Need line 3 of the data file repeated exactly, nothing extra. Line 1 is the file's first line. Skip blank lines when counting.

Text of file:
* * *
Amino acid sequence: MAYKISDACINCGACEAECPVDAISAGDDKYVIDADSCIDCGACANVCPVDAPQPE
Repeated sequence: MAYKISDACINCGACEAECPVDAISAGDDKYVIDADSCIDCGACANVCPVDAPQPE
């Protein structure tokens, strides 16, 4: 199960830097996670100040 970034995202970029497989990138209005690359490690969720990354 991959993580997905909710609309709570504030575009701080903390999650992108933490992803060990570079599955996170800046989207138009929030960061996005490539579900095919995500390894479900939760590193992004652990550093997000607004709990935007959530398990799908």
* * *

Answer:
């Protein structure tokens, strides 16, 4: 199960830097996670100040 970034995202970029497989990138209005690359490690969720990354 991959993580997905909710609309709570504030575009701080903390999650992108933490992803060990570079599955996170800046989207138009929030960061996005490539579900095919995500390894479900939760590193992004652990550093997000607004709990935007959530398990799908």